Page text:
For the Day 17 prompt of the 28-Day Blog Challenge for Authors, the question is:
Describe the market for your book – to the tiniest detail (e.g., childless divorced women past age 50 who want to remarry). Why that demographic? How do you connect with them to market to them?
This is an interesting question because as I have mentioned in previous posts, I consider my book part of the emerging "new adult" genre. This term caught on back in 2009 when St. Martin's Press announced a contest looking for submissions from authors who have protagonists slightly older than teens. These books are intended to appeal to adults who read young adult novels and older teens.
The audience for the new adult genre is mostly females who are in that in-between stage of their lives. They may live in a college dorm or still live at home with their parents. New adults are typically at an uncertain phase of their lives. They may be looking for their first job, leaving home for the first time or beginning their first serious romantic relationship.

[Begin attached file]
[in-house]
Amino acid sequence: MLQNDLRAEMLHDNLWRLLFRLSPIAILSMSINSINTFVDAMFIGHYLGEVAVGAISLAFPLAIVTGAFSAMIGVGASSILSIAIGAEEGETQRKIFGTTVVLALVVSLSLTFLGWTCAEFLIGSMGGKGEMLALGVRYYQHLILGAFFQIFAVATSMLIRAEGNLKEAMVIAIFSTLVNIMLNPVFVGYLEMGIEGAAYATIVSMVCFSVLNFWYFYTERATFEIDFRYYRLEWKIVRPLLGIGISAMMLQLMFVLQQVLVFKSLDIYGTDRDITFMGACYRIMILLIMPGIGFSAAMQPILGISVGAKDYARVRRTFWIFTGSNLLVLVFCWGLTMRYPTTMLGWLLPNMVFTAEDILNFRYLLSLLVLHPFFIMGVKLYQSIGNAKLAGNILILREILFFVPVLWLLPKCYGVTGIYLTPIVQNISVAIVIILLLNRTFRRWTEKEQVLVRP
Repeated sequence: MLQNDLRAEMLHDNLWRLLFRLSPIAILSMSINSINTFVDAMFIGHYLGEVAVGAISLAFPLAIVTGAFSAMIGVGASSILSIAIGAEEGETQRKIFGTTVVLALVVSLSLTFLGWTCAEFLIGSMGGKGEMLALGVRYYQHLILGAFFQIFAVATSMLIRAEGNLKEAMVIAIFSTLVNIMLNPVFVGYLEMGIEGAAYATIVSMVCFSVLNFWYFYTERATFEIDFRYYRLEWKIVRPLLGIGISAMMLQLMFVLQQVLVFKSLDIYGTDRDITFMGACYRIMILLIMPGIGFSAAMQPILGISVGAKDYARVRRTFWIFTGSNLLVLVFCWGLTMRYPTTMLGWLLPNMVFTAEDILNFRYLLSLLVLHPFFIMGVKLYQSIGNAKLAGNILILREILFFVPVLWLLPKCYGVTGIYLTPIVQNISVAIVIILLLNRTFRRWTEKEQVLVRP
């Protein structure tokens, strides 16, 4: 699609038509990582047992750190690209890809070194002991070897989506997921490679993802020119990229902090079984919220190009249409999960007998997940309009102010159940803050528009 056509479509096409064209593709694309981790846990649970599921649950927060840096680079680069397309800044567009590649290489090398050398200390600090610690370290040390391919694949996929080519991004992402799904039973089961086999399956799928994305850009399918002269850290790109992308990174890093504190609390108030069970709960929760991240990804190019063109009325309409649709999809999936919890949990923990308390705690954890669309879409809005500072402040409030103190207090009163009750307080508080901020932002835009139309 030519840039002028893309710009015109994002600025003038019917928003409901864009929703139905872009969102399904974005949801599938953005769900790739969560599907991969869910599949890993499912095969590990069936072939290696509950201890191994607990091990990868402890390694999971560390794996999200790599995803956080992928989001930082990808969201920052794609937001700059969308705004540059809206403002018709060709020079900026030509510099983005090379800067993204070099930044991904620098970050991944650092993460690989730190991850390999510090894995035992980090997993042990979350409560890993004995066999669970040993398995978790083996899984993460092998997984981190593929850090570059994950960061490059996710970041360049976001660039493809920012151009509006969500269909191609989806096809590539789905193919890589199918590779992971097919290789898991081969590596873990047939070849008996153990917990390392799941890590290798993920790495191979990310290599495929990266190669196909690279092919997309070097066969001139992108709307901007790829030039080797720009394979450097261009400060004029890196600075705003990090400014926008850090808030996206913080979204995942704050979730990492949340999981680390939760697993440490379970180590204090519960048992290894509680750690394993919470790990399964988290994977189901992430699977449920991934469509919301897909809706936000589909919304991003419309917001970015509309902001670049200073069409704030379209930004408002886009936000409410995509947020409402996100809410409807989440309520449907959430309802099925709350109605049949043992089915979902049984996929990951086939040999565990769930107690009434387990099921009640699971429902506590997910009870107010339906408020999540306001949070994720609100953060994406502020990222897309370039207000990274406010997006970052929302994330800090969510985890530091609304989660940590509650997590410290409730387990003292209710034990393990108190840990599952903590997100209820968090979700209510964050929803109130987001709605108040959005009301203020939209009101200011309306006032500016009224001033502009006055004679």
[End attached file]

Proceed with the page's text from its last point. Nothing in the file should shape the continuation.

The reason I chose this audience and made my protagonist Kate 21 years old is because I find this stage in a girl's life fascinating. She has to find her footing for the first time without her parents and must make a decision on the type of career path she wishes to pursue. College is also such a fun time in a person's life and leads to experiences (bad and good) that stay with you forever.
Since agents and publishers are reluctant to take on older protagonists for YA books, it's a tough market to break into. Most of my marketing has been done via social networking, connecting to other NA writers, blog guest stops and online giveaways.
If you are a writer of new adult fiction or want to learn more about the genre, here are a few excellent resources:
NA Alley: This is a must for NA authors! The fabulous group of bloggers that run this site are both NA authors and fans of NA books. They review NA books, discuss the genre and host giveaways.
Writer's Digest: An article from 2010 breaks down the genre and talks about typical protagonists and the intended audience for the books.